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Discovery (observation)
DISCOVERY is the act of detecting something new, or something "old" that had been unrecognized as meaningful. With reference to sciences and academic disciplines , discovery is the observation of new phenomena, new actions, or new events and providing new reasoning to explain the knowledge gathered through such observations with previously acquired knowledge from abstract thought and everyday experiences. A discovery may sometimes be based on earlier discoveries, collaborations, or ideas. Some discoveries represent a radical breakthrough in knowledge or technology. CONTENTS* 1 Description * 1.1 Within science * 2 Exploration
Exploration
* 3 See also * 4 References * 5 External links DESCRIPTIONNew discoveries are acquired through various senses and are usually assimilated, merging with pre-existing knowledge and actions . Questioning is a major form of human thought and interpersonal communication, and plays a key role in discovery
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American Sociological Review
The AMERICAN SOCIOLOGICAL REVIEW is a bimonthly peer-reviewed academic journal covering all aspects of sociology . It is published by Sage Publications
Sage Publications
on behalf of the American Sociological Association . It was established in 1936. The current editors-in-chief are Omar Lizardo , Rory McVeigh , and Sarah Mustillo (University of Notre Dame ). CONTENTS * 1 History * 2 Abstracting and indexing * 3 Past editors * 4 References * 5 External links HISTORYFor its first thirty years, the American Sociological Society (now the American Sociological Association) was largely dominated by the sociology department of the University of Chicago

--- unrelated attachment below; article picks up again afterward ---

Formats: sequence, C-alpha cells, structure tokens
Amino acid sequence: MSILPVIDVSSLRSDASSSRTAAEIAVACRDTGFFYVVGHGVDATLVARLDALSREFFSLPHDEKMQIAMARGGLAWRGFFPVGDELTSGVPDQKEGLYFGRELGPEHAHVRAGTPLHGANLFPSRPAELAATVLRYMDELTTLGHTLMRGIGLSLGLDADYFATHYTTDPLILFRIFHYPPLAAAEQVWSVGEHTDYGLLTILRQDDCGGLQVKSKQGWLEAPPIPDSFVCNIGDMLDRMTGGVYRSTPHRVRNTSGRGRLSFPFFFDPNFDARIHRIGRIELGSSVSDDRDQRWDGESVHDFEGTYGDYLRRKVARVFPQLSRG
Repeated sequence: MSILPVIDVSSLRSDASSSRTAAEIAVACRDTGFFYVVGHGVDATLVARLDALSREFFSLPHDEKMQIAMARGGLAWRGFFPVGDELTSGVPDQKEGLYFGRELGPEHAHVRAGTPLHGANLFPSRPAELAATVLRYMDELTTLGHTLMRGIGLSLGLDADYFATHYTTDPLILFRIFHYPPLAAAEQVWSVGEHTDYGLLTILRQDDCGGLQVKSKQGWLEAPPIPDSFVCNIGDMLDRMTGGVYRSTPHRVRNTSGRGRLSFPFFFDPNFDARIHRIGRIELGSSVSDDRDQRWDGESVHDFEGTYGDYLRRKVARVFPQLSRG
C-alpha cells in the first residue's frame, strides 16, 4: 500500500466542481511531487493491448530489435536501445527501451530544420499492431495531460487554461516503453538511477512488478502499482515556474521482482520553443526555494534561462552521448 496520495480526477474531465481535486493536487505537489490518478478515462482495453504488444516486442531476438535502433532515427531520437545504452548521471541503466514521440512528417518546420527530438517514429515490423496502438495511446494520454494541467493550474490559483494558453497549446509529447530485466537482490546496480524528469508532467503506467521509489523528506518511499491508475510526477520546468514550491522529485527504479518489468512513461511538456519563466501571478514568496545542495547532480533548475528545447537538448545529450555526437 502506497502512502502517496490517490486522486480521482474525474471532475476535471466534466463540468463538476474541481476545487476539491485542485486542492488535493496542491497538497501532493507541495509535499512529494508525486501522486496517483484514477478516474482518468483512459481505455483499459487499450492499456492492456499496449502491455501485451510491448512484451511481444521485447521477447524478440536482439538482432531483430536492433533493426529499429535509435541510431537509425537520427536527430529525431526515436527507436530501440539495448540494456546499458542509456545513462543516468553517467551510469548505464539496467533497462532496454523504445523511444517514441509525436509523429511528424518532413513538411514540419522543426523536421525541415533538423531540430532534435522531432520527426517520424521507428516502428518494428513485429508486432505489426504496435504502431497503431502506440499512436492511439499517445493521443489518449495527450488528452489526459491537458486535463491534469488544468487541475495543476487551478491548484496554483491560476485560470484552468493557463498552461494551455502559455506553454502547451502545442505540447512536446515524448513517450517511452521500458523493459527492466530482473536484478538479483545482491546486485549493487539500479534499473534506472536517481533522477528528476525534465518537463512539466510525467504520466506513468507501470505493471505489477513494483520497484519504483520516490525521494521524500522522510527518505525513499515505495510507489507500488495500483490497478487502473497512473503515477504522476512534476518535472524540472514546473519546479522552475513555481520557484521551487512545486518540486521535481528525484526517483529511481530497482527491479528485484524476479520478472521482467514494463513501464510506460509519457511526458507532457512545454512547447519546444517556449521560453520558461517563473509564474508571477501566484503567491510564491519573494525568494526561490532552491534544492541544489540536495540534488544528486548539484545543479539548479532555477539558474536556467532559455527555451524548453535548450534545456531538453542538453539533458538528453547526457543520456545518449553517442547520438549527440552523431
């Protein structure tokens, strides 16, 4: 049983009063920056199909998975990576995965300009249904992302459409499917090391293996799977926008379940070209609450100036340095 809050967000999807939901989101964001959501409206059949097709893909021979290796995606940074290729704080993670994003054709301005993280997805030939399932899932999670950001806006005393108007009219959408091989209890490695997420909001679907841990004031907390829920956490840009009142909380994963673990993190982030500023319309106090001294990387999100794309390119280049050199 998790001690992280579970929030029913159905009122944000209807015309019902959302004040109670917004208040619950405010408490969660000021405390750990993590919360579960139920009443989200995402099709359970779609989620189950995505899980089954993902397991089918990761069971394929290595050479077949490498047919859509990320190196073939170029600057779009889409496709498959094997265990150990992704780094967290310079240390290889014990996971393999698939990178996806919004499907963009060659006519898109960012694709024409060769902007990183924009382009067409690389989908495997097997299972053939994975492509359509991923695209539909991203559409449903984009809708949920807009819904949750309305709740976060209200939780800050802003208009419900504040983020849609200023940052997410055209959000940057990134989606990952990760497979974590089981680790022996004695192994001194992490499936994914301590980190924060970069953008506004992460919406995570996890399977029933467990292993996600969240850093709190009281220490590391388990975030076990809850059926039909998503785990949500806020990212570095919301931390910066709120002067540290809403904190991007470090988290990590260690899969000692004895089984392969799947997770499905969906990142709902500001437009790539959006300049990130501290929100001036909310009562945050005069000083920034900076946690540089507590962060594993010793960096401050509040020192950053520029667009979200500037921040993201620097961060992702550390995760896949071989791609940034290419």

University of Chicago
, and the quasi-official journal of the association was Chicago's American Journal of Sociology
Sociology

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International Standard Serial Number
An INTERNATIONAL STANDARD SERIAL NUMBER (ISSN) is an eight-digit serial number used to uniquely identify a serial publication . The ISSN is especially helpful in distinguishing between serials with the same title. ISSN are used in ordering, cataloging, interlibrary loans, and other practices in connection with serial literature. The ISSN system was first drafted as an International Organization for Standardization (ISO) international standard in 1971 and published as ISO 3297 in 1975. ISO subcommittee TC 46/SC 9 is responsible for maintaining the standard. When a serial with the same content is published in more than one media type , a different ISSN is assigned to each media type. For example, many serials are published both in print and electronic media . The ISSN system refers to these types as PRINT ISSN (P-ISSN) and ELECTRONIC ISSN (E-ISSN), respectively